Rabenhof & Rabenhof Theatre:
Socialist Architecture of the Red Vienna

This is an admittedly totally boring picture, but it does depict the Rabenhof in Vienna, I promise, I actually travelled to the 3rd district just to get this pic one afternoon in September of 2008

In the 1920ies and the early 1930ies, the Social Democrats had a firm grip on the city of Vienna - it was the period of the "Red Vienna", with excessive social building of public facilities and housing. For details, read my article on the "Red Vienna and the Karl-Marx-Hof". One of the biggest communal living blocks - and probably my favourite of the very big ones - is the "Rabenhof" in the third district or Landstraße. It is a building in mostly dark brick and shades of grey and red. I lived around the corner of the Rabenhof for several months and so I know the area fairly well.

The Rabenhof ("Raven′s Court") was designed by the architects Hermann Aichinger and Heinrich Schmid and built courtyard by courtyard on the site of a former army base, the Krimskykaserne. When it was opened in 1927, it was called "Austerlitzhof", named after the politician Friedrich Austerlitz. It was re-named after the February Revolt so that it had a less left-wingish name under the conservative rule; in 1949, another communal building block in Ottakring, the 16th district, was named Austerlitzhof and so the name Rabenhof became the permanent one.

Even for a communal block in Vienna, the Rabenhof is particularly green - only 38 percent of its total land is used for houses, the rest is parks and two playgrounds. There are 78 staircases that lead to a total of 1,200 apartments, one kindergarten - and a theatre. More on the theatre below. The Rabenhof has - like many of the very big communal blocks - a distinct spirit, fostered by its own newspaper and website. It has featured on TV and is well-known in all of Vienna for the theatre.

Rabenhof Theater: From Cinema to Comedy Stage

The "Rabenhof Theater" was originally a movie theatre and a rather modern facility in 1934 - typical for socialist communal buildings, who wanted to emphasise a progressive spirit, modernism, technophilia and progress on contrast to the conservatives. Between 1927 and 1934, the facility had been used as the "Arbeiterfestsaal" or "Labourer′s Celebration Hall". When it was transformed into a cinema, it had a capacity of 400 people. With the rise of TV, the golden age of the cinema ended - and the one in the Rabenhof closed in 1971. The facility was used for all sorts of events and social occasions until 1990.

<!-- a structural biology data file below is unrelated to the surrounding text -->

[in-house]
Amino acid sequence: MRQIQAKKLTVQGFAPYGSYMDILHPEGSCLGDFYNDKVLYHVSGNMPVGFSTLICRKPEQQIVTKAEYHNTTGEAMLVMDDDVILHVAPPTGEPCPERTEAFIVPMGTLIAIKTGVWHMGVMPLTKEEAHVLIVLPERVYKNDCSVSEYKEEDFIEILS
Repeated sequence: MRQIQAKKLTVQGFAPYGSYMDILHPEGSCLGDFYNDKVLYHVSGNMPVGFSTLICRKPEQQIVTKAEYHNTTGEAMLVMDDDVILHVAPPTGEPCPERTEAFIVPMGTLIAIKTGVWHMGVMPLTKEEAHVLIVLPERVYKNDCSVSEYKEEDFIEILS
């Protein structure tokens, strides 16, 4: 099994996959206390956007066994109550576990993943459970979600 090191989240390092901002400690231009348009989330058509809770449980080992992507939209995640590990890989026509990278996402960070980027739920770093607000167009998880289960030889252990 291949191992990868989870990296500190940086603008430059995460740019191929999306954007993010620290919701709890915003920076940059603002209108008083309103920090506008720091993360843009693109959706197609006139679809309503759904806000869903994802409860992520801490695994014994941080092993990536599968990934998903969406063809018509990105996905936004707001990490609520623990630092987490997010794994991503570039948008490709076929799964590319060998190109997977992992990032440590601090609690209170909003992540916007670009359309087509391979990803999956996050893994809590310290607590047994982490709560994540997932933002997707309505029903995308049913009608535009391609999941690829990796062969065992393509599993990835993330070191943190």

Then it became the second alternative stage for the traditional Theater in der Josefstadt. Ten years later, in 2000, the Theater in der Josefstadt and the Rabenhoftheater split up and the latter one became a fully independent stage. The first manager was Karl Welunschek, in 2003 Thomas Gratzer followed him. The Rabenhoftheater is still aware of its socialist roots and its program tries to include artists from different ethnic backgrounds. The general public, however, sees the Rabenhoftheater primarily as a Cabaret and comedy stage, which is another key aspect to its program.

The Rabenhoftheater is easily accessed via the subway U3. Attractions nearby are limited - the area around the Rochuskirche Church is within walking distance, alongside with the Flak tower in the Arenberg park. Further north, you find the Palais Wittgenstein and the Hundertwasserhaus. To the south, the cemetery of St. Marx is nice and westwards, you will find the Arsenal and the Schloss Belvedere Palace. None of these sights are terribly close, though.

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Sightseeing in other Provinces

Bregenz and Vorarlberg - Innsbruck and Tyrol - Salzburg - Linz & Upper Austria - Salzkammergut - Graz and Styria - Klagenfurt and Carinthia - Wachau and Lower Austria - Vienna - Burgenland

Further Reading

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